(One of the 83 quick and practical life & work lessons from Sh*t Sandwich: Quick & Practical Success Lessons for Practically Anyone.)
Win or Lose; Everyone Eats a Shit Sandwich
In what must be some odd (and successful in reaching its dubious goals) experiment intended to create ultra-fragile adults, America has been keeping its precious children from feeling even the slightest amount of disappointment for nearly 40 years. To oversimplify what has happened: the rules for children’s recreational sports in the US have morphed from “you win some; you lose some” to “everybody gets a trophy and no child ever has to eat a shit sandwich.”
And, as you’ll learn a few more times in this book, there is a universal law at play here that is as immutable as the Law of Gravity: the Law of Unintended Consequences.
Unlike when I played Little League Baseball or Pop Warner Football, virtually every sports league in which my millennial sons played, the organizers distributed the same trophies to the winners as they did the losers.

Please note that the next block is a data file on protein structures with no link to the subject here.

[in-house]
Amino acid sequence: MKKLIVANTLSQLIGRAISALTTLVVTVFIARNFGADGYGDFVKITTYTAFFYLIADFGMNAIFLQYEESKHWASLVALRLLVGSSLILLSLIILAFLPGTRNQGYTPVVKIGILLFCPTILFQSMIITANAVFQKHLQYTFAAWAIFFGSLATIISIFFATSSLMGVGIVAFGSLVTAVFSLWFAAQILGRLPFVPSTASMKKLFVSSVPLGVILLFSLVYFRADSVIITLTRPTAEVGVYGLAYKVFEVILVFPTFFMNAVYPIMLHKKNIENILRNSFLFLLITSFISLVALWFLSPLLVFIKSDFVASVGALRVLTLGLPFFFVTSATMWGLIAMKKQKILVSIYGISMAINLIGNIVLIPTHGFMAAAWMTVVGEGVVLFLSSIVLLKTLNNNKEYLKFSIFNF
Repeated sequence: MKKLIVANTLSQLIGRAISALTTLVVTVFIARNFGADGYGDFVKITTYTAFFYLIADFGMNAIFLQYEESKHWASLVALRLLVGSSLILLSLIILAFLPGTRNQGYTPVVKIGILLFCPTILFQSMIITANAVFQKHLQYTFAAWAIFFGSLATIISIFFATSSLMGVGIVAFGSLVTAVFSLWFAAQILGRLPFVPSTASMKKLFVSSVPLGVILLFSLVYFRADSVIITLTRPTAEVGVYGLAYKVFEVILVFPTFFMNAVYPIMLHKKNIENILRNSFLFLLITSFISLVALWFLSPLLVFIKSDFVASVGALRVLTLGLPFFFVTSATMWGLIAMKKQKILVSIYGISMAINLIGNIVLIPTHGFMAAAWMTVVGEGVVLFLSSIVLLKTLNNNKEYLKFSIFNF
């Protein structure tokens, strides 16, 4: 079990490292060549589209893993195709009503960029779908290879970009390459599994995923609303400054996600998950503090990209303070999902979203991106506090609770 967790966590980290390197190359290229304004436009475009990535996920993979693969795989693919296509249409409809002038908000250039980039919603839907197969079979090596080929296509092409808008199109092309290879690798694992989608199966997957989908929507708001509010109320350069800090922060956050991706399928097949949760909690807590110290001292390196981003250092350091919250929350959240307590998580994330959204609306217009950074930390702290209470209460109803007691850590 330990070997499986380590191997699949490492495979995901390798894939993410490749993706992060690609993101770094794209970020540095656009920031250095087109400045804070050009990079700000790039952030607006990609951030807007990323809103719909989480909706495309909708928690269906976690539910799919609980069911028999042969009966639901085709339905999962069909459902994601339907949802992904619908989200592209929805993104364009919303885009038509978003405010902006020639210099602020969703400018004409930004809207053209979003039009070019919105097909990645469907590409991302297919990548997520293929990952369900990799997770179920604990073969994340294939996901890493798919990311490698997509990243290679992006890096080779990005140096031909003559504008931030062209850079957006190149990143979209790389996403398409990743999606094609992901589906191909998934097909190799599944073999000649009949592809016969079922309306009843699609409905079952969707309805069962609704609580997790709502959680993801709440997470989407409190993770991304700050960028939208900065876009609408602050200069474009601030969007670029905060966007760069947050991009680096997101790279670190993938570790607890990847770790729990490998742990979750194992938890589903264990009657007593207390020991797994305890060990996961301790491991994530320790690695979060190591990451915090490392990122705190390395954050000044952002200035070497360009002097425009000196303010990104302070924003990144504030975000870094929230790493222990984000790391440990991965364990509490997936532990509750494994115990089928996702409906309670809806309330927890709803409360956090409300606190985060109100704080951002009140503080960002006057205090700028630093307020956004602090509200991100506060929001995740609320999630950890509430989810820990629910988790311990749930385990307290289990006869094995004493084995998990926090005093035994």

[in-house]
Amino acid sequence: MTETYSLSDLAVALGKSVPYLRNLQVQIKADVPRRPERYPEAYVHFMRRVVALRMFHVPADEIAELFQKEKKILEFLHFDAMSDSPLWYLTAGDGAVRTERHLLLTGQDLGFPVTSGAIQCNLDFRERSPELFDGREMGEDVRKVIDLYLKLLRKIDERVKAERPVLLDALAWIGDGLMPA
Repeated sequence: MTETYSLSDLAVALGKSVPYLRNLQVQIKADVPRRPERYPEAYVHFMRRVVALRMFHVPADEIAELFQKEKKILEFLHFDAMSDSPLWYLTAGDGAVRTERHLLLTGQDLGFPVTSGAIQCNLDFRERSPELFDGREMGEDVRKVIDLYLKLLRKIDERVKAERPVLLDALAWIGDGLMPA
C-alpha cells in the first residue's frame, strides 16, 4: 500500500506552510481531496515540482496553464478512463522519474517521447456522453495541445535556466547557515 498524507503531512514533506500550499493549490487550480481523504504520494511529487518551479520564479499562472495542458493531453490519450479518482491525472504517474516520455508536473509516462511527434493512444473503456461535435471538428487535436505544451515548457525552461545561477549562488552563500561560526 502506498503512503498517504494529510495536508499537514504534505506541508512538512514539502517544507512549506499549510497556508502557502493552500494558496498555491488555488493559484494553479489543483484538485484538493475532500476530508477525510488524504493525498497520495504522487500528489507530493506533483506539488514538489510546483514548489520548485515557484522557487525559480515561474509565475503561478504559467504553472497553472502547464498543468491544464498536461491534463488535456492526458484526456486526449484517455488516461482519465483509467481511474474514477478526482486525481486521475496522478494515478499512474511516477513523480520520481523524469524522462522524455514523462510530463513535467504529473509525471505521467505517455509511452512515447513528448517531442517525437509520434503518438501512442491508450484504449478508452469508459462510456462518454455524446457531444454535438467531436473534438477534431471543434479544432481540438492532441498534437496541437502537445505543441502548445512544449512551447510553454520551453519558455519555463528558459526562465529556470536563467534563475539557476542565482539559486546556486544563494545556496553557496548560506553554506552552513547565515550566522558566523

Yes, winners and losers. We had one group of each at every game when I played; and in every game my sons played. The difference was that at the end of the year, the teams that won the most when I played got big trophies, while the teams that lost the most got participation ribbons or some other lame parting gift or nothing.
And it was good.
Recreational sports, by definition, are meant to be recreational… and fun. Yes, I agree with those running these leagues that they should be fun. At some point, unfortunately, many of the recreational leagues have decided that you cannot have fun if we keep score, or if (God forbid) we crown a true champion.
Learning how to lose is a valuable life lesson of which we are depriving our children. Our children need to lose. They need to feel the sting of second place or third place or tenth place. Moreover, they need to feel this sting early and often. This is the first shit sandwich we should serve them in order to teach them how to accept and learn from defeat.
Though it’s likely that I participated in many hundreds of organized and ad hoc recreational sporting events in my youth, I cannot recall a single loss or losing season. This does not mean I was never on a losing team – I was certainly on plenty of them – it means that the pain of those losses has long since subsided; and there are no emotional scars remaining.
Teach your kids how to lose; how to be disappointed as early and as often as possible when they’re young; so that when they grow up, they actually grow up.